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Although pronounced after the '''í''' in '''ignŏre''', '''g''' is often silent before '''n''' (cf. '''k''' in '''knôw''') initially: '''gnôme, gnåw''', or, more often, medially after a long vowel or diphthong: '''sîgn''' (cf. '''sígnal''', '''g''' pronounced), '''condîgn, resîgn, desîgn, impûgn, dèign, rèign''' ''monarch'' (= '''râin''' ''wet''), '''campâign''', and after an unstressed vowel in '''fóreign'''; and sometimes, from French, -'''gne''': '''champâgne, colôgne, Charlemâgne'''. And there is a similar Italian '''g''' in '''laságnê''' *ləzányi. '''g''' is also silent in the name of the writer Paul '''Màgrs''' (= '''Màrs''').
  
 
'''g''' also combines to form the eccentric digraph '''[[GH|gh]]'''.
 
'''g''' also combines to form the eccentric digraph '''[[GH|gh]]'''.
  
==See also==
+
The BBC pronounces the '''ğ''' in the name of Turkish Prime Minister Erdoğan as '''w'''.
*[[Apostrophe]]
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*[[Hyphen]]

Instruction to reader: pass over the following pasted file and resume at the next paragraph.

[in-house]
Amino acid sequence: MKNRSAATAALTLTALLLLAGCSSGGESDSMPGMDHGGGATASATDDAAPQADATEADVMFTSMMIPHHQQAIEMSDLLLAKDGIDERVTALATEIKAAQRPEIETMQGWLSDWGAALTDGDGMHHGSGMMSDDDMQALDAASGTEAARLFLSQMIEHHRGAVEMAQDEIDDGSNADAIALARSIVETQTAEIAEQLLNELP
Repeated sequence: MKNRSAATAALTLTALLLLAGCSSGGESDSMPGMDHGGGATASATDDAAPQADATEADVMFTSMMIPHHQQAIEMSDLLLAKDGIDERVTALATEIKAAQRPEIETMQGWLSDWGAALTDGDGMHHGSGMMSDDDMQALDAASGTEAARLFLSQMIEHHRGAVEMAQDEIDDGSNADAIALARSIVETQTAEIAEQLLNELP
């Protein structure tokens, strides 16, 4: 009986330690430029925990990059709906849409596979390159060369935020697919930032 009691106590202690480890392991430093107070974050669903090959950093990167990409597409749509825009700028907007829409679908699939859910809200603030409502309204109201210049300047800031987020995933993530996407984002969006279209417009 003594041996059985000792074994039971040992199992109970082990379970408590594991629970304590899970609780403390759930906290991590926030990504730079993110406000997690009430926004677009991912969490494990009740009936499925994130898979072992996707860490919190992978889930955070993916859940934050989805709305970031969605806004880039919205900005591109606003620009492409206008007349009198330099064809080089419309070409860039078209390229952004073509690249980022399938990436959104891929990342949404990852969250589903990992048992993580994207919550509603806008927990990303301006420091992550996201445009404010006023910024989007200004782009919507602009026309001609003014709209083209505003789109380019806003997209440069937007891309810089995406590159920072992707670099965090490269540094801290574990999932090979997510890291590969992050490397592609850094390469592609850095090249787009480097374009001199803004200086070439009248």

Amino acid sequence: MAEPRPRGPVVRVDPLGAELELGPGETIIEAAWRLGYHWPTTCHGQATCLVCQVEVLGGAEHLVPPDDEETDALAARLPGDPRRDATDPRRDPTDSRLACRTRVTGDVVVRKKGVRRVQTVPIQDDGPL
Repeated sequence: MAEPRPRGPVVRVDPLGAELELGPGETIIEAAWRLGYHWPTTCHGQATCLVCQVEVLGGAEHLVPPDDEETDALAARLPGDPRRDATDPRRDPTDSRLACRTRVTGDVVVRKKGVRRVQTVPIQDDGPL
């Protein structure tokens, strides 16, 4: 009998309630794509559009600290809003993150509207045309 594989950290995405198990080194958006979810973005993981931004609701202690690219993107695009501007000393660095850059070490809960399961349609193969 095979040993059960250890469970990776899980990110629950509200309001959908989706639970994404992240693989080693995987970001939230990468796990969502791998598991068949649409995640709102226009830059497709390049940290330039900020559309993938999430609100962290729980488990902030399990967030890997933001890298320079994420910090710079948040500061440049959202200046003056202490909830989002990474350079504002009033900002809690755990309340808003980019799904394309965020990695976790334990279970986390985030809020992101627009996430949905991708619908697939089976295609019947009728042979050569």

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Many speakers pronounce '''végetable''' as *véchtəbl.
*[[Spelling pronunciation]]
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*[[Letter (alphabet)]]
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==Scientific uses==
*[[Alphabet]]
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*[[Writing system]]
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*G prefix: giga, 10<sup>9</sup> in most uses, or 2<sup>30</sup> in computing
*[[Orthography]]
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*''G'': universal gravitational constant
*[[Written language]]
+
*''g'': gravitational acceleration at the Earth's surface
*[[Writing]]
+
[[Category:CZ Live]]
+

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G, g is a letter of the Latin alphabet. It is the seventh letter of most variants, being placed after F and before H, as is the case for instance in the English alphabet. Its English name is pronounced [ˈdʒiː], like gee.

Use in English

A B C D E F G H I J K L M N O P Q R S T U V W X Y Z